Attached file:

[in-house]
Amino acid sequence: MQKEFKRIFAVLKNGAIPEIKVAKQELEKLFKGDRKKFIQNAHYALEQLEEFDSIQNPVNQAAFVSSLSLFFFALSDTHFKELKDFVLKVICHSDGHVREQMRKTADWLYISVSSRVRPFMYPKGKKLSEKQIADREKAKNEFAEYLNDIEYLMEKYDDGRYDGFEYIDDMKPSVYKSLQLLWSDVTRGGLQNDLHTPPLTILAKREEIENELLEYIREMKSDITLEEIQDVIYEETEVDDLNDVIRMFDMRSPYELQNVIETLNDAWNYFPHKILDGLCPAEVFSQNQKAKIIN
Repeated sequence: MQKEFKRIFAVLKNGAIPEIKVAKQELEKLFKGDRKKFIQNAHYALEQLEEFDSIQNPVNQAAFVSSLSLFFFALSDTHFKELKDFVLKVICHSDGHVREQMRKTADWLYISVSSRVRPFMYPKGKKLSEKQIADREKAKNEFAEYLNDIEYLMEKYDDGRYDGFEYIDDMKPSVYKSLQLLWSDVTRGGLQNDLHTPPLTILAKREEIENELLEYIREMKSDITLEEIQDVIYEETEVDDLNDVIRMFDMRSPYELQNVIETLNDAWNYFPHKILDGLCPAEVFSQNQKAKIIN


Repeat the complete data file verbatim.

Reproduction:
[in-house]
Amino acid sequence: MQKEFKRIFAVLKNGAIPEIKVAKQELEKLFKGDRKKFIQNAHYALEQLEEFDSIQNPVNQAAFVSSLSLFFFALSDTHFKELKDFVLKVICHSDGHVREQMRKTADWLYISVSSRVRPFMYPKGKKLSEKQIADREKAKNEFAEYLNDIEYLMEKYDDGRYDGFEYIDDMKPSVYKSLQLLWSDVTRGGLQNDLHTPPLTILAKREEIENELLEYIREMKSDITLEEIQDVIYEETEVDDLNDVIRMFDMRSPYELQNVIETLNDAWNYFPHKILDGLCPAEVFSQNQKAKIIN
Repeated sequence: MQKEFKRIFAVLKNGAIPEIKVAKQELEKLFKGDRKKFIQNAHYALEQLEEFDSIQNPVNQAAFVSSLSLFFFALSDTHFKELKDFVLKVICHSDGHVREQMRKTADWLYISVSSRVRPFMYPKGKKLSEKQIADREKAKNEFAEYLNDIEYLMEKYDDGRYDGFEYIDDMKPSVYKSLQLLWSDVTRGGLQNDLHTPPLTILAKREEIENELLEYIREMKSDITLEEIQDVIYEETEVDDLNDVIRMFDMRSPYELQNVIETLNDAWNYFPHKILDGLCPAEVFSQNQKAKIIN